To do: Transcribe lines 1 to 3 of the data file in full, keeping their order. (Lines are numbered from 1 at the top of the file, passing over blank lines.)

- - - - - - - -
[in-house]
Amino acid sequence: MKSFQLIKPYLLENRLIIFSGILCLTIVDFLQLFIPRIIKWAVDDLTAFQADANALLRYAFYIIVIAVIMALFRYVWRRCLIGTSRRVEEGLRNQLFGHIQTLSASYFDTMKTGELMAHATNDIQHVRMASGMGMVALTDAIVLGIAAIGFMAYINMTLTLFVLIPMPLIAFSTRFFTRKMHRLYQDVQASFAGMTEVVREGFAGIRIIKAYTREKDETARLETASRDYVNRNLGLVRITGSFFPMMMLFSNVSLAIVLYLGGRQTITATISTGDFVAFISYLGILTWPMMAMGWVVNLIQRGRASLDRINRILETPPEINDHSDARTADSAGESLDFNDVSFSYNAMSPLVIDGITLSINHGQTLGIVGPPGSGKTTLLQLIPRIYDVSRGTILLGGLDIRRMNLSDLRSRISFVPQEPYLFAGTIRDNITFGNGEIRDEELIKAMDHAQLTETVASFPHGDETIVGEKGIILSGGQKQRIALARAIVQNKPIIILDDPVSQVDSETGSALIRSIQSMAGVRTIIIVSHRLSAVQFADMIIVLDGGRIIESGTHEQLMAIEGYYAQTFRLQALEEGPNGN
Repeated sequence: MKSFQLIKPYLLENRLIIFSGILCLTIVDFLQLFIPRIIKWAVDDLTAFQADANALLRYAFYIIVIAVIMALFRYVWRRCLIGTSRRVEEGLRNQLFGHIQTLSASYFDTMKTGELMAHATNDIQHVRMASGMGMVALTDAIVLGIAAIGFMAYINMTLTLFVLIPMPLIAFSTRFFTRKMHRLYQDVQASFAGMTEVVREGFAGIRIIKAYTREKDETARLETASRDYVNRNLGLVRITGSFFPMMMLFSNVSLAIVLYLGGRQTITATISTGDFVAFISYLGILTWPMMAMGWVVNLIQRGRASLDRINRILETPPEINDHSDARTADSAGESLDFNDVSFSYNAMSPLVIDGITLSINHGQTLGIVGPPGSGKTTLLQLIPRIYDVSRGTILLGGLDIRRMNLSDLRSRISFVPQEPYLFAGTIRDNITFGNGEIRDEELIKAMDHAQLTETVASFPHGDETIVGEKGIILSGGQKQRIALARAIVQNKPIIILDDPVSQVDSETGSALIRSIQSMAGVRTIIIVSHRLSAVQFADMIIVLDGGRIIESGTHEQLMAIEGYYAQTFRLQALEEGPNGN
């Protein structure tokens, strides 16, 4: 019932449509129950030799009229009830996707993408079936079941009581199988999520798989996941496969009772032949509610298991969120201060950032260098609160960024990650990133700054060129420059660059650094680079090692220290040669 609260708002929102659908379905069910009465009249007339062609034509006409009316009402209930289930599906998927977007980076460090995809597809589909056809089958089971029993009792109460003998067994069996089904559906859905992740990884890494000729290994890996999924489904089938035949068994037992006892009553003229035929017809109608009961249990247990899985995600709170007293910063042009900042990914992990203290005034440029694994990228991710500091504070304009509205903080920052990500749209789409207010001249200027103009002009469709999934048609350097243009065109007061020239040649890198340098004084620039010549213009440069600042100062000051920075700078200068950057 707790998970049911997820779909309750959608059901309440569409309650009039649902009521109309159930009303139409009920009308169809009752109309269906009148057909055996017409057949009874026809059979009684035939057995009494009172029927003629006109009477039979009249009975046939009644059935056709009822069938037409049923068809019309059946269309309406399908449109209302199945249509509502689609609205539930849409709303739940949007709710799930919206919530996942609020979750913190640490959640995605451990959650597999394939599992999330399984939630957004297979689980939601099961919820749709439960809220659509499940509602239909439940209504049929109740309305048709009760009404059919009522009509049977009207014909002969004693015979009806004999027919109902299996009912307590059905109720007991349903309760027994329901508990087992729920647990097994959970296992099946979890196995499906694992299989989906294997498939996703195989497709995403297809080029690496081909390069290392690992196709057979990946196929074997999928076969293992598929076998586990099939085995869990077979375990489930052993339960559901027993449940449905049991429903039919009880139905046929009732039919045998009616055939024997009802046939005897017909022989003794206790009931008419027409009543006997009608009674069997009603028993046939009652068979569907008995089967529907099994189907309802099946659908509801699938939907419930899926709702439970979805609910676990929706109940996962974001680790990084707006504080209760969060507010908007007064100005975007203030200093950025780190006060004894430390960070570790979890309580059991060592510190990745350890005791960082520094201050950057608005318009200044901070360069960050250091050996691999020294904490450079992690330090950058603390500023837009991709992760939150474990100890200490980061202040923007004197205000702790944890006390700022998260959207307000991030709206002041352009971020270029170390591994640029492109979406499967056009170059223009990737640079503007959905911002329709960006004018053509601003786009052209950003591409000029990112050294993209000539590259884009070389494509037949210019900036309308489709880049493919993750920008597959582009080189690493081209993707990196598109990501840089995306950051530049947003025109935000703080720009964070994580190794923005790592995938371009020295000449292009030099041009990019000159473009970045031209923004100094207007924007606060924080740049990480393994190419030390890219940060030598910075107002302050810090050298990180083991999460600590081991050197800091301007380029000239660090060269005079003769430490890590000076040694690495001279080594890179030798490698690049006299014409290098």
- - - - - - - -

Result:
[in-house]
Amino acid sequence: MKSFQLIKPYLLENRLIIFSGILCLTIVDFLQLFIPRIIKWAVDDLTAFQADANALLRYAFYIIVIAVIMALFRYVWRRCLIGTSRRVEEGLRNQLFGHIQTLSASYFDTMKTGELMAHATNDIQHVRMASGMGMVALTDAIVLGIAAIGFMAYINMTLTLFVLIPMPLIAFSTRFFTRKMHRLYQDVQASFAGMTEVVREGFAGIRIIKAYTREKDETARLETASRDYVNRNLGLVRITGSFFPMMMLFSNVSLAIVLYLGGRQTITATISTGDFVAFISYLGILTWPMMAMGWVVNLIQRGRASLDRINRILETPPEINDHSDARTADSAGESLDFNDVSFSYNAMSPLVIDGITLSINHGQTLGIVGPPGSGKTTLLQLIPRIYDVSRGTILLGGLDIRRMNLSDLRSRISFVPQEPYLFAGTIRDNITFGNGEIRDEELIKAMDHAQLTETVASFPHGDETIVGEKGIILSGGQKQRIALARAIVQNKPIIILDDPVSQVDSETGSALIRSIQSMAGVRTIIIVSHRLSAVQFADMIIVLDGGRIIESGTHEQLMAIEGYYAQTFRLQALEEGPNGN
Repeated sequence: MKSFQLIKPYLLENRLIIFSGILCLTIVDFLQLFIPRIIKWAVDDLTAFQADANALLRYAFYIIVIAVIMALFRYVWRRCLIGTSRRVEEGLRNQLFGHIQTLSASYFDTMKTGELMAHATNDIQHVRMASGMGMVALTDAIVLGIAAIGFMAYINMTLTLFVLIPMPLIAFSTRFFTRKMHRLYQDVQASFAGMTEVVREGFAGIRIIKAYTREKDETARLETASRDYVNRNLGLVRITGSFFPMMMLFSNVSLAIVLYLGGRQTITATISTGDFVAFISYLGILTWPMMAMGWVVNLIQRGRASLDRINRILETPPEINDHSDARTADSAGESLDFNDVSFSYNAMSPLVIDGITLSINHGQTLGIVGPPGSGKTTLLQLIPRIYDVSRGTILLGGLDIRRMNLSDLRSRISFVPQEPYLFAGTIRDNITFGNGEIRDEELIKAMDHAQLTETVASFPHGDETIVGEKGIILSGGQKQRIALARAIVQNKPIIILDDPVSQVDSETGSALIRSIQSMAGVRTIIIVSHRLSAVQFADMIIVLDGGRIIESGTHEQLMAIEGYYAQTFRLQALEEGPNGN